Author – Charles Goodwin
Renewable energy in India has taken rapid strides with a steady increase in its capacity additions, which accounted for 20.93% of India’s total power installed capacity mix in June 2018. According to Mercom’s India Solar Project Tracker, cumulative solar installations on 30 June 2018 reached 24.4 GW, representing 7.03% of the total power capacity in India.
Today, there are numerous benefits associated with the production and use of renewable energy by individuals. Different types of renewable energies offer different benefits for users and the environment at large. Here are some different types of renewable energy in India and the benefits they offer:
Solar power is created by using different methods of collecting heat from the sun which is then converted into energy. With India targeting to achieve 100 GW of solar power by 2022, there are numerous ways we Indians can benefit from this.
Benefits of solar power include:
• Self-sufficiency – Solar power makes it possible for consumers to become more self-reliant when it comes to their energy supply. Solar power is less likely to succumb to collapse because of the modular nature of solar power systems. This makes it ideal for individual consumption by households and also for the society as a whole.
• Easy installation – Solar power can easily be installed and used in households. Once the solar panels are installed, you get to enjoy energy independence from the power grid.
• Cost-effectiveness – Using solar power is cost effective. Although solar geyser prices might require a large initial investment, solar power is cost effective in the long run. The initial cost includes installation and maintenance of the system, but afterwards the solar power you receive is free since taps into an infinite source!
Wind power capacity in India stood at 34,046 MW as of 31 March 2018, which makes the fourth largest wind power producer in the world. While almost all the wind mills installed in the country are megawatt-sized towers, it is possible to create small individually owned wind power systems or become part of a larger network that offers wind power services to communities.
Benefits of wind power include:
• Cost-effectiveness – Wind energy is one of the most affordable types of renewed energy in terms of access, technology, and maintenance.
• Environmental friendly – Wind energy is also environmentally friendly as it does not produce any pollutants. This makes it good for the environment and for the health of its consumers.
• Friendly to the economy – Introduction of wind energy to different parts of India, including rural India, can impact the rural economy positively. Farmers who lend their land for installing large wind towers get rentals, while the stable energy supply can benefit the nation at large.
Biomass gasification and bagasse co-generation have reached an installed capacity of 8.3GW in India by March 2018. Household biogas production also reached 3.98 million plants. Biomass is a renewable alternative to fossil fuel, since it can be produced from cow dung, straw, husk and other agricultural waste.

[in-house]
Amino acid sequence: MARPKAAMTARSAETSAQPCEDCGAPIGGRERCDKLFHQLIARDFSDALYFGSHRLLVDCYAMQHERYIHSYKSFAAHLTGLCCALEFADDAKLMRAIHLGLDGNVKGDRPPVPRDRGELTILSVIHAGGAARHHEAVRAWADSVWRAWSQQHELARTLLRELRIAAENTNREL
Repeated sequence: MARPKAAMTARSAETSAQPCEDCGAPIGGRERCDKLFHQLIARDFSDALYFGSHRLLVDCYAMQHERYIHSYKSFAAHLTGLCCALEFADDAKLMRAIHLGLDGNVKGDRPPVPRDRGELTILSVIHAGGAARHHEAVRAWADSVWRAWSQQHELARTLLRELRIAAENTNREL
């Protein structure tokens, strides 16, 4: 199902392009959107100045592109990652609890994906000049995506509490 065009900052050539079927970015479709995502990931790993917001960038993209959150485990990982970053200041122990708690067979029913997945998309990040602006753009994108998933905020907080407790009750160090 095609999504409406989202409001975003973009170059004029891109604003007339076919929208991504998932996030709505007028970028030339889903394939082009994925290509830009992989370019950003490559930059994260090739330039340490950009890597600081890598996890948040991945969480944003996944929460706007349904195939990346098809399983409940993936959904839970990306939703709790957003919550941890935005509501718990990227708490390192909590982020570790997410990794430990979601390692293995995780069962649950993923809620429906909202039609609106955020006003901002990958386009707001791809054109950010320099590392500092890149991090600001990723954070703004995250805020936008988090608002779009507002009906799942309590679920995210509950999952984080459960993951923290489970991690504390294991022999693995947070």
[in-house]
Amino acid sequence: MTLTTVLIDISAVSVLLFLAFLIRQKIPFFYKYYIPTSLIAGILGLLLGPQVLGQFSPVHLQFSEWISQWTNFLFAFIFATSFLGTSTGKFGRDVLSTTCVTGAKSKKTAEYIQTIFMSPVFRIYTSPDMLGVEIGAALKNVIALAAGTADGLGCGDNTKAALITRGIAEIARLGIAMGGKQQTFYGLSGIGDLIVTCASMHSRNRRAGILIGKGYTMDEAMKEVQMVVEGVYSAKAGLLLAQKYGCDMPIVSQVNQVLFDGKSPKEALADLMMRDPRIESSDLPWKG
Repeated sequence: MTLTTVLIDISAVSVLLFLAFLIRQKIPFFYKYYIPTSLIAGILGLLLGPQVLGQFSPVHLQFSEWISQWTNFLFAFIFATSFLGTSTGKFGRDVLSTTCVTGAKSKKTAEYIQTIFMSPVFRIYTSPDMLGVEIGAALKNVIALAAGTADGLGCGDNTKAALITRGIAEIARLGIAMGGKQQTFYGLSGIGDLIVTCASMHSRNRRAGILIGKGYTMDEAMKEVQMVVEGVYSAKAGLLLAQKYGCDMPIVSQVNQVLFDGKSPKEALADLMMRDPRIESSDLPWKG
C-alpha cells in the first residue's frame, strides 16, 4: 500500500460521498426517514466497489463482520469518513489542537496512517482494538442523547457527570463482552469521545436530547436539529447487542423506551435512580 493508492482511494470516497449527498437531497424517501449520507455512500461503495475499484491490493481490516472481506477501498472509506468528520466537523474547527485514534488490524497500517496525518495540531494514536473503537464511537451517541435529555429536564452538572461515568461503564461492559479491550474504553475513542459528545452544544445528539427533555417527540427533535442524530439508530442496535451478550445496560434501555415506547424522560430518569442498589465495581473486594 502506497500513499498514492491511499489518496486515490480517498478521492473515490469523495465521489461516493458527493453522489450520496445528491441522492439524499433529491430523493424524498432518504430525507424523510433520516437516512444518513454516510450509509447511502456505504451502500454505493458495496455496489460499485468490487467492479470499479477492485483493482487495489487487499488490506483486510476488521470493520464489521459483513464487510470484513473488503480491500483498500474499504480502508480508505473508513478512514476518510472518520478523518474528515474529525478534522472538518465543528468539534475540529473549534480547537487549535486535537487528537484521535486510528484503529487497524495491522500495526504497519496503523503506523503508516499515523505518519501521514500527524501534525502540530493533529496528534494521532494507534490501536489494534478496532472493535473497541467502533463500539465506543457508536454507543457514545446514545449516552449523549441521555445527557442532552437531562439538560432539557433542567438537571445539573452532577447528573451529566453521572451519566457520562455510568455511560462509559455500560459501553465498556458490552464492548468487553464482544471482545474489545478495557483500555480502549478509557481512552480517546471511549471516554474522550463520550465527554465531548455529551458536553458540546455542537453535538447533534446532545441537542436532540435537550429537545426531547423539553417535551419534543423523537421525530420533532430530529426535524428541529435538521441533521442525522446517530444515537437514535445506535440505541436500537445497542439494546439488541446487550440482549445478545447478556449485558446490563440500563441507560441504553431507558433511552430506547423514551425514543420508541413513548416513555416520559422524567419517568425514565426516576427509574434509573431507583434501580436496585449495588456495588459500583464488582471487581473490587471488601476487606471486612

Benefits of biomass energy include:
• Reduction of landfills – Using biomass power reduces the space needed for landfills and makes it easier to maintain the existing landfills.
• Readily available – Biomass is an energy fuel form that is readily available in rural areas. Using biomass not only produces fuel but also helps to deal with waste like sewage sludge.
• Fewer harmful by-products – When compared to the production of other fuels, biomass produces fewer harmful by-products. For instance, burning coal produces much more ash than biomass. Also, the ash from biomass has some benefits to farming soil.
In India, hydro-power is still under the ministry of power and not under the ministry of new and renewable energy. For this reason, India does not account for it while it accounts for its renewable energy sources. Even so, hydropower in India contributes 13% of India’s total power capacity with an installed capacity of 45.29 GW.
Benefits of hydro-electricity include:
• Emission-free – Just like wind and solar, hydro energy is essentially a free source of energy. It does not cause any emissions and thus makes it a safe form of energy source.
• Sustainably and domestically produced – Hydropower is also produced locally and can thus benefit communities and make them self-sufficient. With it being a product of water cycles, it is a sustainable source of energy.
These benefits indicate that renewable energy in India has today become a sustainable and feasible power source. The Ministry of Environment stresses on the importance of being able to produce energy without leaving a carbon footprint. As years go by, India will continue to adopt different renewable energy types, which will benefit both the environment and the population at large.